Hepatic injury was produced in rats by a protein-deficient diet and by acute and chronic CCI 4 poisoning. Glucuronyl transferase activity in liver homogenates was measured and compared with that in a control group of animals. The homogenates were incubated in a suitable medium with uridine diphosphoglucuronic acid and with both bilirubin and phenolphthalein as acceptors of glucuronide. The glucuronide conjugation of bilirubin was significantly decreased by both nutritional cirrhosis and by acute and chronic CCI 4 toxicity. The conjugation of phenolphthalein was not affected by nutritional liver injury, but was markedly diminished by CCI 4 damage. The recovery after acute CCI 4 poisoning was more rapid for bilirubin conjugation than for phenolphthalein conjugation. The differences between bilirubin and phenolphthalein conjugation suggest that in the presence of liver damage the rate of bilirubin glucuronide synthesis should not be inferred from studies using other glucuronide acceptors, particularly phenolphthalein.
Article
1. Glucuronide synthesis from uridine diphosphate glucuronate and o-aminophenol or p-nitrophenol in the presence of uridine diphosphate transglucuronylase of mouse-liver homogenates has been studied with respect to inhibition by compounds known to be conjugated under the experimental conditions, and also by thiophenol. 2. Raising the o-aminophenol concentration decreased the inhibition of o-aminophenyl glucuronide synthesis by the alternative glucuronyl acceptors phenol, menthol and benzoic acid, but was without effect on that caused by p-nitrophenol and thiophenol. 3. Raising the p-nitrophenol concentration decreased or abolished the inhibition of p-nitrophenyl glucuronide synthesis due to phenol, menthol, benzoic acid, anthranilic acid, o-aminophenol and thiophenol. 4. The o-aminophenol system was much more readily inhibited by all compounds than the p-nitrophenol system. 5. In tris buffer, pH7.4, over 30% activation of the o-aminophenol system was achieved by 2mm-Mg(2+), but 10mm-Mg(2+) was inhibitory. The p-nitrophenol system showed only inhibition from 2mm-Mg(2+) upwards. 6. The results are discussed as suggesting that there are at least two uridine diphosphate transglucuronylases.
Article
1. A study of the catalysis of the formation of the glucuronides of o-aminophenol and p-nitrophenol by the uridine diphosphate transglucuronylase of homogenates of female mouse liver has been made, with reference to the effect of reagents reacting with thiol groups. 2. The synthesis of both glucuronides was completely inhibited by organic mercurials and N-ethylmaleimide. The inhibition was only partial with arsenite and the arsenoxides, iodoacetamide and o-iodosobenzoate. 3. The o-aminophenol system was much more sensitive than that for p-nitrophenol to all the thiol reagents, except N-ethylmaleimide, which was equally active in both systems. 4. At very low concentrations of the organic mercurials, the o-aminophenol system was activated. 5. With o-aminophenyl glucuronide formation, complete protection was given by glutathione and cysteine against the organic mercurials, N-ethylmaleimide and iodoacetamide, and partial protection against the arsenicals. Reversal was complete against the mercurials, and very limited against the arsenicals and iodoacetamide. The effects of N-ethylmaleimide and o-iodosobenzoate were irreversible. Results with p-nitrophenol were very similar. 6. Uridine diphosphate transglucuronylase was partially protected against p-chloromercuribenzoate and lewisite oxide by uridine diphosphate glucuronate, but not by o-aminophenol. 7. Glutathione did not prevent the decline in the rate of conjugation of o-aminophenol when homogenates were aged by incubation at 30 degrees . Cysteine was unable to prevent or reverse inactivation by ultrasonic radiation.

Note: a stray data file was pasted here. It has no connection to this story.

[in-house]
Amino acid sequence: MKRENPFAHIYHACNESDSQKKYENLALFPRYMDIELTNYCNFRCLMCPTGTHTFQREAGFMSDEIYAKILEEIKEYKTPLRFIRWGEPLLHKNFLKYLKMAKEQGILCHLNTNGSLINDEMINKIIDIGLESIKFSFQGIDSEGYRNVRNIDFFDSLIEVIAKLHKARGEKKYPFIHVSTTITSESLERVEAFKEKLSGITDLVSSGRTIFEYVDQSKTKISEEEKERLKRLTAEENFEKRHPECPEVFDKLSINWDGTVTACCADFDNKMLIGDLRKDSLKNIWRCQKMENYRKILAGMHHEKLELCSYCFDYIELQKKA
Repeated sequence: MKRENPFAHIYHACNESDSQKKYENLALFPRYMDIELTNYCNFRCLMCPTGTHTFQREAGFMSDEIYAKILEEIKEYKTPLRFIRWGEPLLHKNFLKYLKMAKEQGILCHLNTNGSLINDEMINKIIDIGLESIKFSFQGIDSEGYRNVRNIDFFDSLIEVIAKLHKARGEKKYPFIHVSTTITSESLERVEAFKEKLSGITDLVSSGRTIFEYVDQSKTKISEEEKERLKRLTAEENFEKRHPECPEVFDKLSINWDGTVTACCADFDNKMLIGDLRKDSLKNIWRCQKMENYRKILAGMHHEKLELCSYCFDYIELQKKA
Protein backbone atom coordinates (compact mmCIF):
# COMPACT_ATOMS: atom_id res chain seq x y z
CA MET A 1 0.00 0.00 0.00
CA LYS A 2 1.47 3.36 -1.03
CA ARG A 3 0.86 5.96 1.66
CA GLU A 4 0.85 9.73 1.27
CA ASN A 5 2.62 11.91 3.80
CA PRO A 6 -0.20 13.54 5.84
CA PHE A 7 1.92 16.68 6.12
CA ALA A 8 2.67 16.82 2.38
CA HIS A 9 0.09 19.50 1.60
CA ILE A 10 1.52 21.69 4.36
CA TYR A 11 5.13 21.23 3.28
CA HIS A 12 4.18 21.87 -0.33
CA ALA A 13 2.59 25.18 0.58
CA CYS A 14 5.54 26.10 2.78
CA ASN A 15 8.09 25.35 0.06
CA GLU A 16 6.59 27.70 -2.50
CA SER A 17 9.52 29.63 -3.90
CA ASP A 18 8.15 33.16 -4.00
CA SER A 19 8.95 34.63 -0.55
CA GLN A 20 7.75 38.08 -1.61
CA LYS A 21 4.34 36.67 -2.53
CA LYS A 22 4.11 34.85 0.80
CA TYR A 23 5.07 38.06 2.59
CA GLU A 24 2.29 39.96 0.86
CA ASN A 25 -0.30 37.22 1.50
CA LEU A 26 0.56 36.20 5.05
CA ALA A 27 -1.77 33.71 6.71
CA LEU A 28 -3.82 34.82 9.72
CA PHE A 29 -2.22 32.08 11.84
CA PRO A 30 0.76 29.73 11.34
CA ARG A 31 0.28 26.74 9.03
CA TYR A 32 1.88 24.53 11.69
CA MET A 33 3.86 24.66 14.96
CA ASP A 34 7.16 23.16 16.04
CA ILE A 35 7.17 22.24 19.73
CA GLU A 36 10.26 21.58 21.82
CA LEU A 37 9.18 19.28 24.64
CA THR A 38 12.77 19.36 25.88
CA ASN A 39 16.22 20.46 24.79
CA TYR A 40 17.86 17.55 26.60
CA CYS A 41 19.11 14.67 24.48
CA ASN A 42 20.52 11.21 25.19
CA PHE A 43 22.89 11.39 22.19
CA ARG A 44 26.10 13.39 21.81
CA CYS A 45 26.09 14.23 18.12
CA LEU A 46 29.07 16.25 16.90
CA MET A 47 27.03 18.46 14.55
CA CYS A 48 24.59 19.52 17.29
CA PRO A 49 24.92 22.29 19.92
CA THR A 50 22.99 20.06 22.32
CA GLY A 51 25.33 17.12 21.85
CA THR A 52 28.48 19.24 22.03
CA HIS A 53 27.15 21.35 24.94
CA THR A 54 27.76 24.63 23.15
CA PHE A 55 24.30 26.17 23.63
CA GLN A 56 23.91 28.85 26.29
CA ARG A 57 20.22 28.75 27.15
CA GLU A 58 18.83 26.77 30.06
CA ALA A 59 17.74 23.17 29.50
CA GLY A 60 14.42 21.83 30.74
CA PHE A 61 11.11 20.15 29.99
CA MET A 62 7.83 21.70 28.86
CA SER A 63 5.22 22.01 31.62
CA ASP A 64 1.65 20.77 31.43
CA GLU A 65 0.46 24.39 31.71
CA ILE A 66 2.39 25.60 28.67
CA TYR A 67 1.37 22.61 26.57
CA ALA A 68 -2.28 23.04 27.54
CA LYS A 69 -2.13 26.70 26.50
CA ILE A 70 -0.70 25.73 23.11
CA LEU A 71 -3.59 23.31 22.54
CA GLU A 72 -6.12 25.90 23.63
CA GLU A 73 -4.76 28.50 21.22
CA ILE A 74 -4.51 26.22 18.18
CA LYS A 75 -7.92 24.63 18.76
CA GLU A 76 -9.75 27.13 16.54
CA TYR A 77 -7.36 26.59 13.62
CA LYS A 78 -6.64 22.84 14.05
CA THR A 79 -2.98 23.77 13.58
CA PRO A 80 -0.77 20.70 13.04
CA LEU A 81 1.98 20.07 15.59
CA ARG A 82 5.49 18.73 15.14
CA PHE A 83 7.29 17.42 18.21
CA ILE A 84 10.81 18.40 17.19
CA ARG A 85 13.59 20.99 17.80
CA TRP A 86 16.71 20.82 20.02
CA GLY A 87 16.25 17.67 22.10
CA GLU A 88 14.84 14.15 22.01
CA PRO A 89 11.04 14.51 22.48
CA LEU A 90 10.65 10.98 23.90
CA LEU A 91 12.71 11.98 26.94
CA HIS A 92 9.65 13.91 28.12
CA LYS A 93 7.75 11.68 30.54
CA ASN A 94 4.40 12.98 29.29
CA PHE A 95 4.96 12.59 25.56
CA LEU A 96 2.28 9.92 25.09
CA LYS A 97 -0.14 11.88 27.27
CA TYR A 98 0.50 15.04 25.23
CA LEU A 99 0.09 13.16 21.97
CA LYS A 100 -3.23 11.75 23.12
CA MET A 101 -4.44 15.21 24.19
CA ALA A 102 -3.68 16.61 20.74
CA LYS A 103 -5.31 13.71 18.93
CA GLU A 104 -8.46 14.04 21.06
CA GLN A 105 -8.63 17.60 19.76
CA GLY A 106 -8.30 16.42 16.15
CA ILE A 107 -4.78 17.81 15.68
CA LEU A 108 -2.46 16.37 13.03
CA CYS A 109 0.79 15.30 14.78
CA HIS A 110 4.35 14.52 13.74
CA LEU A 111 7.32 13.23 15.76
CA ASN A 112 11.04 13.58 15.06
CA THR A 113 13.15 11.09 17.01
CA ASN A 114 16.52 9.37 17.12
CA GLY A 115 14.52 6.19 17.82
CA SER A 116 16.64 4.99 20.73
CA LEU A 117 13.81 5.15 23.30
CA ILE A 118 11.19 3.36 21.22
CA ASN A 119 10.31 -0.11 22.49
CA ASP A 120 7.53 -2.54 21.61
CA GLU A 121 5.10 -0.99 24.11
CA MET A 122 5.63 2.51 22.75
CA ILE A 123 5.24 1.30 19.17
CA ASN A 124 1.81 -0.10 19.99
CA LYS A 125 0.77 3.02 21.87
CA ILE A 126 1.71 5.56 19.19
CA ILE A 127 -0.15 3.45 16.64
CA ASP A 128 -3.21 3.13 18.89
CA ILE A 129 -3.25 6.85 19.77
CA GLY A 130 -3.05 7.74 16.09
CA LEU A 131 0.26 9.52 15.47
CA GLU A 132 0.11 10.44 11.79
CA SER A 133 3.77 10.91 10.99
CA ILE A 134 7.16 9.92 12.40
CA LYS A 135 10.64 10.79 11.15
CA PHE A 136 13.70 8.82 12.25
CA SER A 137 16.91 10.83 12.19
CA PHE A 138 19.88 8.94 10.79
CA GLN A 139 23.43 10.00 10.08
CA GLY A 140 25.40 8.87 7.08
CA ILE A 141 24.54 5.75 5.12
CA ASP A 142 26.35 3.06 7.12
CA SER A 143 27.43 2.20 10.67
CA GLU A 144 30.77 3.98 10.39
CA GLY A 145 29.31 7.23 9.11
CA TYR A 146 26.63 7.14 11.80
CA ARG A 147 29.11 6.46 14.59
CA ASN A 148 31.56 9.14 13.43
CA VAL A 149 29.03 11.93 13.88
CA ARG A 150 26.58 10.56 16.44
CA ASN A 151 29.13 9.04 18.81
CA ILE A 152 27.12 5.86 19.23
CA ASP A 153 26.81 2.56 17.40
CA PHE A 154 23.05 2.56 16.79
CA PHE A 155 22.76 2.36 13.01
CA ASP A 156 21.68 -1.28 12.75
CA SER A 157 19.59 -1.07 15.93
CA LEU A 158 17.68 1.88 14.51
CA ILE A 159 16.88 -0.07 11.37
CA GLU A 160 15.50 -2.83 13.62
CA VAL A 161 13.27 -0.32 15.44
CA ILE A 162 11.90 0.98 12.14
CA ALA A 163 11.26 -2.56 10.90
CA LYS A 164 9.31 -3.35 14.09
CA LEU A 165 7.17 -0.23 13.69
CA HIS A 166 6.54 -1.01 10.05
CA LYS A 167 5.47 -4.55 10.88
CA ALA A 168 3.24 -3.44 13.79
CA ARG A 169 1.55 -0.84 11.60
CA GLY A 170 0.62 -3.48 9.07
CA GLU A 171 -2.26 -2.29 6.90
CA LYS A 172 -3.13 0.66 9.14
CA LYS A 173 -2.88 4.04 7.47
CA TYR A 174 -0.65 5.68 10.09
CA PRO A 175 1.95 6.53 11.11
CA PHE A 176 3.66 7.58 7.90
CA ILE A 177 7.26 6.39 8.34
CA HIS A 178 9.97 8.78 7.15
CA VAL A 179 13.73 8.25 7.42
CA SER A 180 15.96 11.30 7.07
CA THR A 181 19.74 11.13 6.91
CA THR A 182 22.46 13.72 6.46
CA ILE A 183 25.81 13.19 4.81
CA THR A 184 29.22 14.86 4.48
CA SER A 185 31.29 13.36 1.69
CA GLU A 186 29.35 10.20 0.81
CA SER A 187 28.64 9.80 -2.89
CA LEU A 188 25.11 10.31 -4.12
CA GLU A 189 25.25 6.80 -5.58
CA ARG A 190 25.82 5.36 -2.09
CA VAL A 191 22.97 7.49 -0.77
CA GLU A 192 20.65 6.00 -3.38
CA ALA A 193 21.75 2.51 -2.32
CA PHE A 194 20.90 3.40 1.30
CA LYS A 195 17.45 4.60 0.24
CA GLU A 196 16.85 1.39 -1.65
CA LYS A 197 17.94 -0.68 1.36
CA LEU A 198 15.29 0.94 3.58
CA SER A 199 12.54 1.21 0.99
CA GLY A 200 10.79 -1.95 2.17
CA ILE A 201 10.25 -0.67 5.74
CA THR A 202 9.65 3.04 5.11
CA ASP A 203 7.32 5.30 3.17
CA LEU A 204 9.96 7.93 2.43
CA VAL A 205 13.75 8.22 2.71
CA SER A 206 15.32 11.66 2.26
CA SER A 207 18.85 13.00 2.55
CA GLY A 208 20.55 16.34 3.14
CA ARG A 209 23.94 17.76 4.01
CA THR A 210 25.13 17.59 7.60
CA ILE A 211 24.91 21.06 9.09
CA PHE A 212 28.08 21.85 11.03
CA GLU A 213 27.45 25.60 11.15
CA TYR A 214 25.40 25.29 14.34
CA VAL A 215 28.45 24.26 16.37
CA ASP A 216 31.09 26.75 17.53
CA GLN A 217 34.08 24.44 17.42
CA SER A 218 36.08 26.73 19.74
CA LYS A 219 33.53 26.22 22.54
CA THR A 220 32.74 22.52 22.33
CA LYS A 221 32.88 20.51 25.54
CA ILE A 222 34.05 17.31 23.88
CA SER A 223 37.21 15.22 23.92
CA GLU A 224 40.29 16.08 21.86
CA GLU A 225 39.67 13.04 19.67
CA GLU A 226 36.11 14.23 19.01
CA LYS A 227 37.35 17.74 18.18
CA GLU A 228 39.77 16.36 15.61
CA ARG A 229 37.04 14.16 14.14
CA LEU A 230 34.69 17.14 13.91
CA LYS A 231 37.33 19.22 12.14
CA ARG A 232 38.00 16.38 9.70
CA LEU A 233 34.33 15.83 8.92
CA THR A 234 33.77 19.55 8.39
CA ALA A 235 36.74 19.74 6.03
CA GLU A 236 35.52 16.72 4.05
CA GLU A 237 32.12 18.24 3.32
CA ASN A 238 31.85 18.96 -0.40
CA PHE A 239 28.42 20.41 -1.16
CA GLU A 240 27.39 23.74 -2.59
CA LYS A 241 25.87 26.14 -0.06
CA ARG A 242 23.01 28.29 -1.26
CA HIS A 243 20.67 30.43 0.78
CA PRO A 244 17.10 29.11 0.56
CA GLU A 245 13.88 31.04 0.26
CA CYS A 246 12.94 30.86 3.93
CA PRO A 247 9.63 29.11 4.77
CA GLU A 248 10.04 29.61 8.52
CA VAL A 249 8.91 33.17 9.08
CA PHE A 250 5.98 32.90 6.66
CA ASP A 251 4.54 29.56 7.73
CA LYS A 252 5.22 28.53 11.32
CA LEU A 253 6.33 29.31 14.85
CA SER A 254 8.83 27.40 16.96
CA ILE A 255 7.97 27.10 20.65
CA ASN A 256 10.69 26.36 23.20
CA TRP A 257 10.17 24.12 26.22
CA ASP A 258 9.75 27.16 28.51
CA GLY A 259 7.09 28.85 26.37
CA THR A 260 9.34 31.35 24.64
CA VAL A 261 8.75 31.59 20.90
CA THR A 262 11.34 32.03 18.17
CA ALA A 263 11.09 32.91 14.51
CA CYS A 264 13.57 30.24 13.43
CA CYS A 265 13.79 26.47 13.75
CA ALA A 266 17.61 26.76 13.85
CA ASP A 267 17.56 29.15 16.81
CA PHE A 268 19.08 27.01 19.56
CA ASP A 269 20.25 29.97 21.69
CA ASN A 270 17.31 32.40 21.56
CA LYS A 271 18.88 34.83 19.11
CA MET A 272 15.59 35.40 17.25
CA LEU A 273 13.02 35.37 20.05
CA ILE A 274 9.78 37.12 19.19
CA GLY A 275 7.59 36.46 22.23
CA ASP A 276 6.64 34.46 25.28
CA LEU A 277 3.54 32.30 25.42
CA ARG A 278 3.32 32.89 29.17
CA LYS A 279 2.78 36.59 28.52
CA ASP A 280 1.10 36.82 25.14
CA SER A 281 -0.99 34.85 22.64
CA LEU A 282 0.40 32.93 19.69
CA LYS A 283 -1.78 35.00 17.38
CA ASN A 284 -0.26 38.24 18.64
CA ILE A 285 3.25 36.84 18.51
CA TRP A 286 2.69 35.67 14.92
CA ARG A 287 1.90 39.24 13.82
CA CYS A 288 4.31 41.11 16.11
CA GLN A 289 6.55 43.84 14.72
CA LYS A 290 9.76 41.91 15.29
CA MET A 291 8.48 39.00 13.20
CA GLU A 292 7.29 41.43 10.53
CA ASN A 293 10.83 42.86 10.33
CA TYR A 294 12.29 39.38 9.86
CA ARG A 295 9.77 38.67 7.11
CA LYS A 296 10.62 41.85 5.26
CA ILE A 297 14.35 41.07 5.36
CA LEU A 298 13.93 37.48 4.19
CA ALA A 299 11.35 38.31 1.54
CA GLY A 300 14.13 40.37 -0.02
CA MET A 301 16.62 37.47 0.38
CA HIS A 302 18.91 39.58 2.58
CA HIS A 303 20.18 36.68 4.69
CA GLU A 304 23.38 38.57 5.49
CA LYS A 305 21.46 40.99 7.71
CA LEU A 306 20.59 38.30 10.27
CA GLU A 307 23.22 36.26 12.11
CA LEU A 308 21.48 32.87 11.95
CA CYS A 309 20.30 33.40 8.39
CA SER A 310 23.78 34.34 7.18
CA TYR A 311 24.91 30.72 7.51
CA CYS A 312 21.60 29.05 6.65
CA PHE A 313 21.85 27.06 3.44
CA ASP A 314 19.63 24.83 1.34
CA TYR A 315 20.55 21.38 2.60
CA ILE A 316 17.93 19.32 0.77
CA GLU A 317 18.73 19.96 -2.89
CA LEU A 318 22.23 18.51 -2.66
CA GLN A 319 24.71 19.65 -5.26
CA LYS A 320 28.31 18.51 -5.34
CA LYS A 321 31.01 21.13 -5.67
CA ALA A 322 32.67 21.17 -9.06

Article
Since 1922 when Wu proposed the use of the Folin phenol reagent for the measurement of proteins (l), a number of modified analytical pro- cedures ut.ilizing this reagent have been reported for the determination of proteins in serum (2-G), in antigen-antibody precipitates (7-9), and in insulin (10). Although the reagent would seem to be recommended by its great sen- sitivity and the simplicity of procedure possible with its use, it has not found great favor for general biochemical purposes. In the belief that this reagent, nevertheless, has considerable merit for certain application, but that its peculiarities and limitations need to be understood for its fullest exploitation, it has been studied with regard t.o effects of variations in pH, time of reaction, and concentration of react- ants, permissible levels of reagents commonly used in handling proteins, and interfering subst.ances. Procedures are described for measuring pro- tein in solution or after precipitation wit,h acids or other agents, and for the determination of as little as 0.2 y of protein.